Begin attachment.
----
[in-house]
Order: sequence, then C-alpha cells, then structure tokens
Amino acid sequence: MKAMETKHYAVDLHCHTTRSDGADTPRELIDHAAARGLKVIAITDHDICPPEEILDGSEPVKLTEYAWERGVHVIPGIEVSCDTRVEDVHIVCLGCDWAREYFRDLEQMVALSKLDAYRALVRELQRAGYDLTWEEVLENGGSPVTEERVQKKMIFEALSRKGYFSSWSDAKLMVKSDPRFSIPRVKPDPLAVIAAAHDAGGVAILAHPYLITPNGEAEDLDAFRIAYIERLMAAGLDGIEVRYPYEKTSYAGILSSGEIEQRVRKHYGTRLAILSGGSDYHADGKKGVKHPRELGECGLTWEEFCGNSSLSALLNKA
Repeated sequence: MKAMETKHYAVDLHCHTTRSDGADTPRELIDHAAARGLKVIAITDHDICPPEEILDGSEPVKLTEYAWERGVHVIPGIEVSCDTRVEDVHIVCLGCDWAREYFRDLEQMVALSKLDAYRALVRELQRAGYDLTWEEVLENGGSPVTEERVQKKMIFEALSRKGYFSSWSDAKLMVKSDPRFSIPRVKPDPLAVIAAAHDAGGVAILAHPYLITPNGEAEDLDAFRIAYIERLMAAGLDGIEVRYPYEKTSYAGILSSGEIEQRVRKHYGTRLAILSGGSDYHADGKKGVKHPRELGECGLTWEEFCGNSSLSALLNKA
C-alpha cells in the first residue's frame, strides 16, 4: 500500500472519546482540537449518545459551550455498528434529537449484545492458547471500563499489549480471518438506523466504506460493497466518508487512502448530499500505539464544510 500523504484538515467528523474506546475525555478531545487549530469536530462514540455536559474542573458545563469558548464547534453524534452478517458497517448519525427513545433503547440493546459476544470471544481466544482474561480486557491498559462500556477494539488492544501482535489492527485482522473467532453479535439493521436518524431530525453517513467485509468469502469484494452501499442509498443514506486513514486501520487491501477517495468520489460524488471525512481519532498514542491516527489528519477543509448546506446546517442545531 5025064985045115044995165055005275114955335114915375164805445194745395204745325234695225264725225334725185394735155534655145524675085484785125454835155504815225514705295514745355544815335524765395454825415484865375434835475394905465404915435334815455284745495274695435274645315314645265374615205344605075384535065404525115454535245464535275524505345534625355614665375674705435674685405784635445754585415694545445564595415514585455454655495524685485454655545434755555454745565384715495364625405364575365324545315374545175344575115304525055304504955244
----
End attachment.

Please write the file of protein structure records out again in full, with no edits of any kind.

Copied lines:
[in-house]
Order: sequence, then C-alpha cells, then structure tokens
Amino acid sequence: MKAMETKHYAVDLHCHTTRSDGADTPRELIDHAAARGLKVIAITDHDICPPEEILDGSEPVKLTEYAWERGVHVIPGIEVSCDTRVEDVHIVCLGCDWAREYFRDLEQMVALSKLDAYRALVRELQRAGYDLTWEEVLENGGSPVTEERVQKKMIFEALSRKGYFSSWSDAKLMVKSDPRFSIPRVKPDPLAVIAAAHDAGGVAILAHPYLITPNGEAEDLDAFRIAYIERLMAAGLDGIEVRYPYEKTSYAGILSSGEIEQRVRKHYGTRLAILSGGSDYHADGKKGVKHPRELGECGLTWEEFCGNSSLSALLNKA
Repeated sequence: MKAMETKHYAVDLHCHTTRSDGADTPRELIDHAAARGLKVIAITDHDICPPEEILDGSEPVKLTEYAWERGVHVIPGIEVSCDTRVEDVHIVCLGCDWAREYFRDLEQMVALSKLDAYRALVRELQRAGYDLTWEEVLENGGSPVTEERVQKKMIFEALSRKGYFSSWSDAKLMVKSDPRFSIPRVKPDPLAVIAAAHDAGGVAILAHPYLITPNGEAEDLDAFRIAYIERLMAAGLDGIEVRYPYEKTSYAGILSSGEIEQRVRKHYGTRLAILSGGSDYHADGKKGVKHPRELGECGLTWEEFCGNSSLSALLNKA
C-alpha cells in the first residue's frame, strides 16, 4: 500500500472519546482540537449518545459551550455498528434529537449484545492458547471500563499489549480471518438506523466504506460493497466518508487512502448530499500505539464544510 500523504484538515467528523474506546475525555478531545487549530469536530462514540455536559474542573458545563469558548464547534453524534452478517458497517448519525427513545433503547440493546459476544470471544481466544482474561480486557491498559462500556477494539488492544501482535489492527485482522473467532453479535439493521436518524431530525453517513467485509468469502469484494452501499442509498443514506486513514486501520487491501477517495468520489460524488471525512481519532498514542491516527489528519477543509448546506446546517442545531 5025064985045115044995165055005275114955335114915375164805445194745395204745325234695225264725225334725185394735155534655145524675085484785125454835155504815225514705295514745355544815335524765395454825415484865375434835475394905465404915435334815455284745495274695435274645315314645265374615205344605075384535065404525115454535245464535275524505345534625355614665375674705435674685405784635445754585415694545445564595415514585455454655495524685485454655545434755555454745565384715495364625405364575365324545315374545175344575115304525055304504955244